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47 Midwives graduate to tackle maternal and Child mortality

May 3, 2018 By Kadrie Koroma

midwives
A cross-section of graduants

Some 47 State Certified Midwives, Set 32, on Monday, April 30, graduated after successfully completing 18- month training in both theoretical and practical work.

In her Keynote address on the theme: “Midwives Leading the Way with Quality Care”, Chairman of the West Africa College of Nursing (WACN) Sierra Leone Chapter, Mrs. Patricia Bah, reiterated that the new grauduants into the fold of qualified Midwives would contribute to improve midwifery in the country.

She described this year’s graduation theme as not only timely but also appropriate, as the country has gone through health emergencies like Ebola and series of cholera outbreak in some districts.

Mrs. Bah disclosed that Sierra Leone was among countries with the highest maternal mortality rate in the world, adding that the country is still recording high cases of complications from pregnancy, like fistula, which could be prevented if midwives in all the health facilities could respond promptly to obstetric emergencies.

UNFPA Representative, Dr. Kim Eva Dickson, said the midwives that graduated were the seventh batch of students to graduate from the project that was initiated by UNFPA in 2010 in collaboration with the Ministry of Health and Sanitation.

She informed her audience that the project was initiated because of very low number of midwives in the country, which was approximately 95 in 2010, adding that to date UNFPA has supported the government, through the Ministry of Health and Sanitation, to train 647 midwives that are deployed in hospitals and Peripheral Health Units (PHUs) in the country. She said that although it is estimated that the country needs about 3, 500 midwives for a population of seven million, yet they are still quite far off and must not rest on their laurels.

Dr. Eva Dickson reminded all and sundry that midwives are the backbone of a strong, resilient health system, and the main provider of basic package of essential health services for the survival and promotion of the health of mothers and newborns.

She said that despite encouraging gains that the government has made in the health sector, about 3, 000 women die in Sierra Leone as a result of obstetric conditions, due to lack of access to quality obstetric care. She thanked the Health Ministry, the school’s administration and tutors for their hard work in training this cadre of health staff, and congratulated the newly trained midwives on their achievement.

The UNFPA representative re-affirmed their pledge to support midwives and midwifery in Sierra Leone, as they work towards the goal of ensuring that no woman should die while giving life.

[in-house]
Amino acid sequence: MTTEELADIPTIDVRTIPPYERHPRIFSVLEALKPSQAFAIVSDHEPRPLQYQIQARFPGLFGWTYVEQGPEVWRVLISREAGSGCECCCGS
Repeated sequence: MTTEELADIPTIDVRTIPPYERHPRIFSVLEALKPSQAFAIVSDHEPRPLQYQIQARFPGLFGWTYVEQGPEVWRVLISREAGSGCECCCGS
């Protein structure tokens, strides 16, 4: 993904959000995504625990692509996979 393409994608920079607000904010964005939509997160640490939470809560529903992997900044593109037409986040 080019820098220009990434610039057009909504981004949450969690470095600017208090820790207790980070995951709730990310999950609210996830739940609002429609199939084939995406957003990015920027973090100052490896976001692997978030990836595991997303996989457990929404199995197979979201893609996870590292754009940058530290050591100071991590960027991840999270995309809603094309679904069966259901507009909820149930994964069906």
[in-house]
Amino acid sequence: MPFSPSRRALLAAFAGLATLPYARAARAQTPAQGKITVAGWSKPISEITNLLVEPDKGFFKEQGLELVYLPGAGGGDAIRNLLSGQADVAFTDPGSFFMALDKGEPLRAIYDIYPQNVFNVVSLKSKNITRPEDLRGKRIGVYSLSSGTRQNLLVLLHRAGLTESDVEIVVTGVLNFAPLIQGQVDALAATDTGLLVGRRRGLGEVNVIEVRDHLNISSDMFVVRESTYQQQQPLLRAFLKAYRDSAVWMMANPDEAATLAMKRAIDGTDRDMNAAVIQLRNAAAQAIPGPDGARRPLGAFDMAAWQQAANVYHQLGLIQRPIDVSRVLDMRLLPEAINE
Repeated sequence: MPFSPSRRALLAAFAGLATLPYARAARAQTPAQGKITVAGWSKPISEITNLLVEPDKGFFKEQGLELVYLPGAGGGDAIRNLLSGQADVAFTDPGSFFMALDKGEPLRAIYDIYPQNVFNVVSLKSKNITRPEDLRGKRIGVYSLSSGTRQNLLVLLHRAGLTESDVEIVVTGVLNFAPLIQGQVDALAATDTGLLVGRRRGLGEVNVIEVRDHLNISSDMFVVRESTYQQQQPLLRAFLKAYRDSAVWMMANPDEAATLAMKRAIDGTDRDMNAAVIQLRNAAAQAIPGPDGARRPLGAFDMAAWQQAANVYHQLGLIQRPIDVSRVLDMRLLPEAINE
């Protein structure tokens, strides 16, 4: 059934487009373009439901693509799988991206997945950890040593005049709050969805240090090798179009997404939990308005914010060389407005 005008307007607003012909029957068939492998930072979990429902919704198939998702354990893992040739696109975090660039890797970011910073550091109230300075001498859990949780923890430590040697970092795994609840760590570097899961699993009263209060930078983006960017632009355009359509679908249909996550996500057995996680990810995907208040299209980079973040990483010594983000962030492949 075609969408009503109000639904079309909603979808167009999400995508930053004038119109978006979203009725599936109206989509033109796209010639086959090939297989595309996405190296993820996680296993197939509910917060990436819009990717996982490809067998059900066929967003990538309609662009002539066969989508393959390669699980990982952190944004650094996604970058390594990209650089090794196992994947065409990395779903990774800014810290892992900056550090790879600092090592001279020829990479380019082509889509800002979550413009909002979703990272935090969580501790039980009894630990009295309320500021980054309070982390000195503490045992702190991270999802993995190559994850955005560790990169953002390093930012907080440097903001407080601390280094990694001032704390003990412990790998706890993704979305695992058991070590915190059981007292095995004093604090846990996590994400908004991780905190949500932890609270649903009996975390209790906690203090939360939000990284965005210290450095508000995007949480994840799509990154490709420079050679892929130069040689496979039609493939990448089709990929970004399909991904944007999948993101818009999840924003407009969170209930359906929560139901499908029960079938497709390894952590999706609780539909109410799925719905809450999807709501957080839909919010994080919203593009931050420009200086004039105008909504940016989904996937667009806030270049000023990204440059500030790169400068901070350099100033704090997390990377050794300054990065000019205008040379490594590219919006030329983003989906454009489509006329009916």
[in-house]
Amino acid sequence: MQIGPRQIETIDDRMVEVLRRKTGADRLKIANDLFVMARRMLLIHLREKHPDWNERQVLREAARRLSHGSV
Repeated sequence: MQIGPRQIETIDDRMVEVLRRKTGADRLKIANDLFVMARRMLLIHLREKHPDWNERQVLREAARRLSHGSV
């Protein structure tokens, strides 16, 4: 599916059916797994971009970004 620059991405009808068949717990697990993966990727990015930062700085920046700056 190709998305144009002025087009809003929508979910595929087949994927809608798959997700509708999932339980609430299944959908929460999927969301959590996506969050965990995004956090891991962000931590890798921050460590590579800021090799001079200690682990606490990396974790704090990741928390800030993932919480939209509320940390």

ICAP/RRHS Project Director, Gertrude Chipungu, said ICAP at Columbia University felt honoured to partner with the National School of Midwifery in improving learning environment for student midwives through the Resilient, Responsive Health System (RRHS) initiated project.

She told the gathering that the RRHS project is a five-year project funded by the Human Resource for Health Administration (HRSA), United States Government with a mission to support the government in its drive to reduce maternal and infant mortality and morbidity rates through training high-quality midwives who will work in rural and urban settings in the country.

Deputy Chief Nursing and Midwifery Officer, Mary Fullah, disclosed that there is a robust reform taking place in the Ministry of Health and Sanitation and the Directorate of Nursing and Midwifery Services is no exception.

She told the gathering that they have developed the Nursing and Midwifery Policy and several guidelines which will give direction to provide quality nursing and midwifery services to the nation.

Giving the School’s Report, Principal of National School of Midwifery, Dr. Joan Shepherd described the day as another milestone for the school as they successfully turn over 47 newly-qualified midwives products of the school, thus contributing to human resource for midwifery services in Sierra Leone.

She informed her audience that the school was a proud pioneer of midwifery education and a centre of excellence under the directives of the Ministry of Health that bares a key responsibility of training professional midwives and obstetric nurses through affiliation programme.

Dr. Shepherd stated that their programmes range from 18 months professional midwifery certificate course for post-basic State Registered Nurses, to obstetric affiliation for General Nursing Students in the SRN and SECHN programmes, from various nurse training institutions for a period of three months and five months respectively.

She said the school had a 100 percent pass rate in the State Final Board Examination while some students excelled with credits and distinction at the different exams, adding that the school, through support from UNFPA, has succeeded in training over 350 professional midwives who are now posted to work in regional hospitals and other levels of care.

The programme was chaired by the Director of Reproductive and Child Health, Dr. Santigie Sesay.

The highlight of the event included a skit performance by Student Midwives Set 33, presentation and commissioning of newly qualified midwives, and distribution of certificates, awards and special prizes.

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